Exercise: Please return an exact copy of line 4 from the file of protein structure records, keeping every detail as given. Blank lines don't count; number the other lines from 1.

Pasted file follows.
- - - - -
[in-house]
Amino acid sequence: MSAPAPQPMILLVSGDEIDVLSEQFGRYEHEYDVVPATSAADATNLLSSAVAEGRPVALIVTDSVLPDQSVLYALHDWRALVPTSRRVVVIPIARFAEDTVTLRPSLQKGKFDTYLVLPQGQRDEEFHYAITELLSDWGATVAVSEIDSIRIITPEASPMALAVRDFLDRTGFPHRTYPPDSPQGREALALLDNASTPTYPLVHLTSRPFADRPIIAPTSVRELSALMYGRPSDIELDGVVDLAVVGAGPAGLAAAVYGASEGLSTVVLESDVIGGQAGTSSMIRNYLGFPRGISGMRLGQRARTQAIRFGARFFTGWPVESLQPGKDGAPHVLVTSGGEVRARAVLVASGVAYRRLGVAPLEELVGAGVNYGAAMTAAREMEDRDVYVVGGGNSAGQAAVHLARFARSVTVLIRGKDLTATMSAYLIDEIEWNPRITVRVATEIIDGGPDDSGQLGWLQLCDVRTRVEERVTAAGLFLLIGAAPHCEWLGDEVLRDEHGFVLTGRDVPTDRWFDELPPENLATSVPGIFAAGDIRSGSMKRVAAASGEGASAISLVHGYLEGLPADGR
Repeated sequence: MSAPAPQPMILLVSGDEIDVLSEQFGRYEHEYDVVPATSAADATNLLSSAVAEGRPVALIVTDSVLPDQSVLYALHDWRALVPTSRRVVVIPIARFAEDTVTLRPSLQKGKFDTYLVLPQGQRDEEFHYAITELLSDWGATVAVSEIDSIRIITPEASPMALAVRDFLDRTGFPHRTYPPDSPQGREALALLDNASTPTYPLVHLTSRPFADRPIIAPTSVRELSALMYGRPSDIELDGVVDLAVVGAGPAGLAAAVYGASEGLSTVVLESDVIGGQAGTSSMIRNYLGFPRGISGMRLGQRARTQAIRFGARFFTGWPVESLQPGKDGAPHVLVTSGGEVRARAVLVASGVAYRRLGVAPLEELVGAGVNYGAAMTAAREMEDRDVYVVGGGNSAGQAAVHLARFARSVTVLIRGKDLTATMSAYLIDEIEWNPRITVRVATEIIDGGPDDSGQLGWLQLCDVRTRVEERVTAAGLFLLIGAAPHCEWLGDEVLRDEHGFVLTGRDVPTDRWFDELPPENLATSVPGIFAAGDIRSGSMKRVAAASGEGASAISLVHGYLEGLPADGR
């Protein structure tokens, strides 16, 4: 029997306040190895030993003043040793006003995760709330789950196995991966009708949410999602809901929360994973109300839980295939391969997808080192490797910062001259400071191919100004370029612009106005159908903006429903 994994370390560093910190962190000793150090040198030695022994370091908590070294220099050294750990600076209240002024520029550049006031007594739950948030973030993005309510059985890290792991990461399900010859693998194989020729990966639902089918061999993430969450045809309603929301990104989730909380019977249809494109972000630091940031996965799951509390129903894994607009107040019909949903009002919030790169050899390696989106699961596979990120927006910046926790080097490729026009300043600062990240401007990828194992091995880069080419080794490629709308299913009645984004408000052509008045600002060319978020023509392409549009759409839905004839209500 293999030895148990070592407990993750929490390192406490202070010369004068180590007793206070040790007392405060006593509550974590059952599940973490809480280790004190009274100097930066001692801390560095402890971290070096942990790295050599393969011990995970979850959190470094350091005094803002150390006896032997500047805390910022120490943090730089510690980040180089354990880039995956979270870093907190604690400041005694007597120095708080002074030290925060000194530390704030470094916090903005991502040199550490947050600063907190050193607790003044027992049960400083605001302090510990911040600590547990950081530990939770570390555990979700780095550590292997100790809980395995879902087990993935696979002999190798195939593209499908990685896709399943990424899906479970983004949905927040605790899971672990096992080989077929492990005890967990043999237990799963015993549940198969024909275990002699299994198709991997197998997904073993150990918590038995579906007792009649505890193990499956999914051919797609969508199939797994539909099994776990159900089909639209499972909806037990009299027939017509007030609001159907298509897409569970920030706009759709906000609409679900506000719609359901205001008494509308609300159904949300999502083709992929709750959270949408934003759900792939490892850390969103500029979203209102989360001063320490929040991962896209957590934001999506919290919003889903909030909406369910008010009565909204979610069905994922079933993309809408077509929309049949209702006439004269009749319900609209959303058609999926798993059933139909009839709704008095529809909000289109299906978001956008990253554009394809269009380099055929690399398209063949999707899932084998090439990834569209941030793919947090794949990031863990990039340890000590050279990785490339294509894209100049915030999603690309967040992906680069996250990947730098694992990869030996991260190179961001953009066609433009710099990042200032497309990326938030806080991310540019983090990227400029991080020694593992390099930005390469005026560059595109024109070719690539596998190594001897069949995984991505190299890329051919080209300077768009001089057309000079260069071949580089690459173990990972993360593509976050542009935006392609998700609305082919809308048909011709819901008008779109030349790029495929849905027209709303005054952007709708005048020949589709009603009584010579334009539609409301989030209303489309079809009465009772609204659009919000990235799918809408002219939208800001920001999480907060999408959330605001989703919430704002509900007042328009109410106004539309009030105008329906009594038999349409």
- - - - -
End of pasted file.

């Protein structure tokens, strides 16, 4: 029997306040190895030993003043040793006003995760709330789950196995991966009708949410999602809901929360994973109300839980295939391969997808080192490797910062001259400071191919100004370029612009106005159908903006429903 994994370390560093910190962190000793150090040198030695022994370091908590070294220099050294750990600076209240002024520029550049006031007594739950948030973030993005309510059985890290792991990461399900010859693998194989020729990966639902089918061999993430969450045809309603929301990104989730909380019977249809494109972000630091940031996965799951509390129903894994607009107040019909949903009002919030790169050899390696989106699961596979990120927006910046926790080097490729026009300043600062990240401007990828194992091995880069080419080794490629709308299913009645984004408000052509008045600002060319978020023509392409549009759409839905004839209500 293999030895148990070592407990993750929490390192406490202070010369004068180590007793206070040790007392405060006593509550974590059952599940973490809480280790004190009274100097930066001692801390560095402890971290070096942990790295050599393969011990995970979850959190470094350091005094803002150390006896032997500047805390910022120490943090730089510690980040180089354990880039995956979270870093907190604690400041005694007597120095708080002074030290925060000194530390704030470094916090903005991502040199550490947050600063907190050193607790003044027992049960400083605001302090510990911040600590547990950081530990939770570390555990979700780095550590292997100790809980395995879902087990993935696979002999190798195939593209499908990685896709399943990424899906479970983004949905927040605790899971672990096992080989077929492990005890967990043999237990799963015993549940198969024909275990002699299994198709991997197998997904073993150990918590038995579906007792009649505890193990499956999914051919797609969508199939797994539909099994776990159900089909639209499972909806037990009299027939017509007030609001159907298509897409569970920030706009759709906000609409679900506000719609359901205001008494509308609300159904949300999502083709992929709750959270949408934003759900792939490892850390969103500029979203209102989360001063320490929040991962896209957590934001999506919290919003889903909030909406369910008010009565909204979610069905994922079933993309809408077509929309049949209702006439004269009749319900609209959303058609999926798993059933139909009839709704008095529809909000289109299906978001956008990253554009394809269009380099055929690399398209063949999707899932084998090439990834569209941030793919947090794949990031863990990039340890000590050279990785490339294509894209100049915030999603690309967040992906680069996250990947730098694992990869030996991260190179961001953009066609433009710099990042200032497309990326938030806080991310540019983090990227400029991080020694593992390099930005390469005026560059595109024109070719690539596998190594001897069949995984991505190299890329051919080209300077768009001089057309000079260069071949580089690459173990990972993360593509976050542009935006392609998700609305082919809308048909011709819901008008779109030349790029495929849905027209709303005054952007709708005048020949589709009603009584010579334009539609409301989030209303489309079809009465009772609204659009919000990235799918809408002219939208800001920001999480907060999408959330605001989703919430704002509900007042328009109410106004539309009030105008329906009594038999349409």